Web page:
Monday, October 31, 2016

Thanks for Haiku - Deborah P Kolodji and Naia Feature on November 27, 2016

This has been a year to be thankful for, with so many amazing poets and musicians having graced the Bolton Hall Museum: Seven Dhar and Teresa Mei ChucEddy M. Gana Jr. and Stephanie Sajor Georgia Jones-DavisLois P. Jones and Alice Pero, Marsha de La O and Jerry GarciaJudy BarratBill Cushing with Chuck Corbisiero, plus Mariko Kitakubo, Elline Lipkin, Altadena Poet Laureate, and Songwriters Heather Donavon and Steve McCormickDouglas Kearney and Mandy Kahn, and in October, Shahe Mankerian with Songwriters-Musicians Shandy and Eva.

We will be able to add to our blessings  on Sunday, November 27, 2016 at 4:30 p.m. (after Thanksgiving), and enjoy the haiku and other Japanese-style poetry of Deborah P Kolodji and Naia.  As usual, the reading will take place at the Bolton Hall Museum in Tujunga (10110 Commerce Ave. Tujunga, CA 91042), with segments of open mike, refreshments, and $3 donations collected in George Harris's Hat (Harris was the builder of the Bolton Hall, now a Los Angeles Historic Monument No. 2, having celebrated its centennial in 2013). 


Photo by Naia

Deborah P Kolodji is the California Regional Coordinator for the Haiku Society of America, the moderator of the Southern California Haiku Study Group, which meets on the 3rd Saturday of every month at the Lamanda Park Library in Pasadena, and is on the board of directors for Haiku North America.  

Her first full-length book of haiku, highway of sleeping towns, was published recently by Shabda Press. (   With over 900 published poems to her name, and four chapbooks of poetry, Seaside Moon (2005), Red Planet Dust (2006), unfinished book (2006), and Symphony of the Universe (2006), Kolodji finds inspiration in beaches, mountains, deserts, and urban life of Los Angeles County.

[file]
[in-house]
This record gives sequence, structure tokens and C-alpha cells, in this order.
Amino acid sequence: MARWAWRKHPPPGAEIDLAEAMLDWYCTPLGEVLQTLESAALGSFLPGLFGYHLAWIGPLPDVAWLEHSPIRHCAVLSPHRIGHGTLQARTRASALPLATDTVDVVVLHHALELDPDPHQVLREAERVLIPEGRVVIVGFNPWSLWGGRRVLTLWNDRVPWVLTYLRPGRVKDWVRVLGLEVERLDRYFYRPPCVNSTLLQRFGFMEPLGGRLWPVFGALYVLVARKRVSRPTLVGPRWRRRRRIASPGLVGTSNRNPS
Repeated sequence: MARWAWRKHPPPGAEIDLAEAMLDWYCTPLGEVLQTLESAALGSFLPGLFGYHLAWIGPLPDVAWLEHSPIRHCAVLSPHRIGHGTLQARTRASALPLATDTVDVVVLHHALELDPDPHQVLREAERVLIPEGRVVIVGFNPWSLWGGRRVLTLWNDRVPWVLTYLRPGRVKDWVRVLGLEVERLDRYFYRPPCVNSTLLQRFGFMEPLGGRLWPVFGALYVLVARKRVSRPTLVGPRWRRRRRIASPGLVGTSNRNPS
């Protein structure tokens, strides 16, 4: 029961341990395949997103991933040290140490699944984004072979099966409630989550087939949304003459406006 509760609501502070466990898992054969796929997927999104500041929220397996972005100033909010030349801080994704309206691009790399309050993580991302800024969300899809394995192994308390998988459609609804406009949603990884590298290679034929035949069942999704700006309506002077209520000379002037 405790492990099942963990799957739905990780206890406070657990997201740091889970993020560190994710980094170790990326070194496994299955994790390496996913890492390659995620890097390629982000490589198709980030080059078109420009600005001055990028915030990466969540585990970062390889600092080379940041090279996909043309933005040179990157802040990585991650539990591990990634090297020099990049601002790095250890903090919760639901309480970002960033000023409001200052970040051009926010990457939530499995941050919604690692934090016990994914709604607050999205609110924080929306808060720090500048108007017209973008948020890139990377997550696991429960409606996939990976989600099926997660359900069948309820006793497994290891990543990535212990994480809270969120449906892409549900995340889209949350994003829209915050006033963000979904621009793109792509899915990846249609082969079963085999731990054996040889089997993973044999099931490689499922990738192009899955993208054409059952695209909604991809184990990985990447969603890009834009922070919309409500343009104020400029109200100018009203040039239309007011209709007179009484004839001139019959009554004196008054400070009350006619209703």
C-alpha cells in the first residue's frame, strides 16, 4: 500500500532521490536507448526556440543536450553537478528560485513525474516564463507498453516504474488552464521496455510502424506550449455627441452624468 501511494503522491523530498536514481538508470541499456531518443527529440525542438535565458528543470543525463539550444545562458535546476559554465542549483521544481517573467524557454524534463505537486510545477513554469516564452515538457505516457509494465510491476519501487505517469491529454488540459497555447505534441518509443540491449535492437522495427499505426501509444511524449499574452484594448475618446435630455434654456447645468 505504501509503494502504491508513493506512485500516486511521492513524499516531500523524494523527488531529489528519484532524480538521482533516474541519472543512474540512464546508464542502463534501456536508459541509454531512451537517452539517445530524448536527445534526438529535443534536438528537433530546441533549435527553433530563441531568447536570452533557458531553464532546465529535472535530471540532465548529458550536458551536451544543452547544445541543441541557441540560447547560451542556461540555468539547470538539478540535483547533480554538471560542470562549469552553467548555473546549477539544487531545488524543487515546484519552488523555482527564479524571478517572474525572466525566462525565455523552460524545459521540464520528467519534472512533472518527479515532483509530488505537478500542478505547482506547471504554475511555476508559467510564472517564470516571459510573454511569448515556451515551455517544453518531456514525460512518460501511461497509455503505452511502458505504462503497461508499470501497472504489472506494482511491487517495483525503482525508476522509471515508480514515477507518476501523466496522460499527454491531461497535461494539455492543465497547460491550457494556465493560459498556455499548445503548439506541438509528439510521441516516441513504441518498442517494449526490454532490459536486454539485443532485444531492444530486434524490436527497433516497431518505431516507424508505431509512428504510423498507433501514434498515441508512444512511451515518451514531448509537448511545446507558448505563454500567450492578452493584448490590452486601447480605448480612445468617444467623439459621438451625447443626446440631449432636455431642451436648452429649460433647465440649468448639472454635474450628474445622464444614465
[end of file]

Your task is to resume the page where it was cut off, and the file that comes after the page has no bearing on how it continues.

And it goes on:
"Deborah P Kolodji’s haiku collection is a gem. Born of an art that transcends science, her haiku transport the reader into the past and future, while being firmly rooted in the present. Highway of Sleeping Towns underlines the truth that the the best haiku are contemporary and ageless, personal and universal."      - Roberta Beary, author of the Unworn Necklace and editor at Modern Haiku

white marble
I am small at the feet
of Lincoln

floating purple--
my daydreams follow
the water hyacinth

of sleeping towns
the milky way

settling the estate
empty gum wrappers
in her purse

the scarf
she never finished
brown pine needles

morning tidepools
a hermit crab tries on
the bottle cap

winter sea
the rise and fall
and fall

a caterpillar's progress
across the fallen leaf
jet lag

moon flower
a love letter
to Captain Kirk

LA traffic
our lady of the perpetually

our history
written in rock
desert lavender


In 1998, Naia discovered haiku through the works of Kobayashi Issa. She joined a small study group in Long Beach and has been writing haiku and other forms ever since. Shortly after she began submitting for publication, Naia’s haiku were published in two prestigious anthologies in Japan: 1) Masaoka Shiki Festival Anthology, Ehime Prefecture Culture Foundation, Japan, 2001, and 2) 55thBasho Festival Haiku Anthology, Basho Memorial Museum, Japan, 2001 (one of only 17 poets accepted from the United States)